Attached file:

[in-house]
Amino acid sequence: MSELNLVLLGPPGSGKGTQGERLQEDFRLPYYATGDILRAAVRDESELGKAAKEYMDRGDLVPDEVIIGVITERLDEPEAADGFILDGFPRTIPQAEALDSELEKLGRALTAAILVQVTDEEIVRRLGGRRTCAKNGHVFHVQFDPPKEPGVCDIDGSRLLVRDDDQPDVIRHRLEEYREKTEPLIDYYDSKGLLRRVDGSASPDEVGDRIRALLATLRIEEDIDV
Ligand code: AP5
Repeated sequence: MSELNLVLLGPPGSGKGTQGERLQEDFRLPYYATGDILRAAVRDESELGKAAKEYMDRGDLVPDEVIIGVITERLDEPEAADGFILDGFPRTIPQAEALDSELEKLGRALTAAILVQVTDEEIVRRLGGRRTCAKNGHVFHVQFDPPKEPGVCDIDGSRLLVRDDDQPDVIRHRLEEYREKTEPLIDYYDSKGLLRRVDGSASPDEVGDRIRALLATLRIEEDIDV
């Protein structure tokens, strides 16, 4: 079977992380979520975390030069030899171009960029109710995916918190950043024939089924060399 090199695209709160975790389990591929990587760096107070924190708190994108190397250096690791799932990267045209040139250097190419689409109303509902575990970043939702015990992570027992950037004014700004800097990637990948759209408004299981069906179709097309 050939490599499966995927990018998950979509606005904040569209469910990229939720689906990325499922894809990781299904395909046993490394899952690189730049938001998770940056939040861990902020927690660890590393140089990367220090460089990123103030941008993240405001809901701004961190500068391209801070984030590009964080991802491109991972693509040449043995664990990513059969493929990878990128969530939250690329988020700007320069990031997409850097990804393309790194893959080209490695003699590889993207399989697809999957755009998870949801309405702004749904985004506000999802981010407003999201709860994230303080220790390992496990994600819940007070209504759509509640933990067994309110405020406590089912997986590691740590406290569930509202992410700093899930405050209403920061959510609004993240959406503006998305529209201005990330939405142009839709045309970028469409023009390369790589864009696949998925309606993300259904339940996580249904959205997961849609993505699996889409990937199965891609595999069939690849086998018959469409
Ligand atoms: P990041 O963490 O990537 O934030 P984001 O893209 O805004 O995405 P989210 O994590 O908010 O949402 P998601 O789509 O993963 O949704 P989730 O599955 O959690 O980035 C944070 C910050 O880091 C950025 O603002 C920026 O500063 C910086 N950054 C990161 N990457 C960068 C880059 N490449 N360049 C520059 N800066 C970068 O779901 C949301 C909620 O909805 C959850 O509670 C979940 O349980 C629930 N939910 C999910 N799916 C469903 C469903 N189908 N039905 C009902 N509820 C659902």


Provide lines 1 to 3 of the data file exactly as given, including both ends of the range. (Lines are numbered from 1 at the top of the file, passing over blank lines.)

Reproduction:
[in-house]
Amino acid sequence: MSELNLVLLGPPGSGKGTQGERLQEDFRLPYYATGDILRAAVRDESELGKAAKEYMDRGDLVPDEVIIGVITERLDEPEAADGFILDGFPRTIPQAEALDSELEKLGRALTAAILVQVTDEEIVRRLGGRRTCAKNGHVFHVQFDPPKEPGVCDIDGSRLLVRDDDQPDVIRHRLEEYREKTEPLIDYYDSKGLLRRVDGSASPDEVGDRIRALLATLRIEEDIDV
Ligand code: AP5